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IEEFA update: 2018 ends with energy sector in last place in the S&P 500

January 02, 2019
Tom Sanzillo

The stock market went to hell in December. And when it got there, it found that the energy sector had already moved in, signed a lease and decorated the place.

One cannot minimize the impact of the overall year-end market decline on energy sector stocks, which went down along with every other sector. For example, Apple’s market cap declined from $1.1 trillion in June to $750 billion at the end of the year. That loss alone is more than the current market cap of ExxonMobil, the largest U.S. oil and gas producer.

But here we are taking a look at the full year of 2018, including where the impact of the market downturn ends and where instead oil and gas sector fundamentals explain the sector’s poor investment performance.

The bottom line: for the second straight year, the stock performance of the energy sector was at or near the bottom of the S&P 500 – and in 2018, it was solidly in last place.

In early 2017 and 2018, the industry buzz had oil and gas primed for a comeback. The oil price rise, which started in early 2016, sent Brent crude oil prices from $29 per barrel in January 2016 to a peak of $85 per barrel in January 2018. And the chatter was that it was going to reach $100 soon thereafter.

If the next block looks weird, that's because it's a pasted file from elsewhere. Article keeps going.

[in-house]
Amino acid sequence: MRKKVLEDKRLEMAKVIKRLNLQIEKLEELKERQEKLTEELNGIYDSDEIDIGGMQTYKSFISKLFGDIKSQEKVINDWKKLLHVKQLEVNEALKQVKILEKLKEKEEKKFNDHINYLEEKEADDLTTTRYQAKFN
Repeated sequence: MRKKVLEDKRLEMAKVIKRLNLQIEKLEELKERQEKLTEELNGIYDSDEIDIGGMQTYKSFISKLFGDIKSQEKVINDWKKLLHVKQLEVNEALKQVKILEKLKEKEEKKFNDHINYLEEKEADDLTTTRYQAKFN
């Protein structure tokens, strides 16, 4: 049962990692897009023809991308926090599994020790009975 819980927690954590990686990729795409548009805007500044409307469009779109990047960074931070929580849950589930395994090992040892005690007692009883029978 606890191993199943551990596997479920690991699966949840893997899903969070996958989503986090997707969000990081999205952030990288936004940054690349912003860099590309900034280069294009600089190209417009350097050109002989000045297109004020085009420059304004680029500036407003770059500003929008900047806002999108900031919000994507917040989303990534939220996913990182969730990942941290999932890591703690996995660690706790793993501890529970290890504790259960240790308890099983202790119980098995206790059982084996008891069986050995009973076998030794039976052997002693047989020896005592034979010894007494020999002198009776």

During this oil price run-up, it looked like the energy sector would show overall improvement. Integrated oil and gas companies posted cash gains and many quarterly profit reports topped estimates. If you invested $1,000 in ExxonMobil on March 28 and sold it on October 9, you walked away with a $131 gain.

No lift from rising oil prices.

But October brought an early frost in the oil market and the Brent limped off at $54 per barrel at the end of the year. So if instead you had invested $1,000 in ExxonMobil on January 1 and held it the whole year, you were looking at a $200 loss.  Even at its high point, ExxonMobil never meaningfully surpassed the S&P 500, although the industry index as a whole did so for part of the year.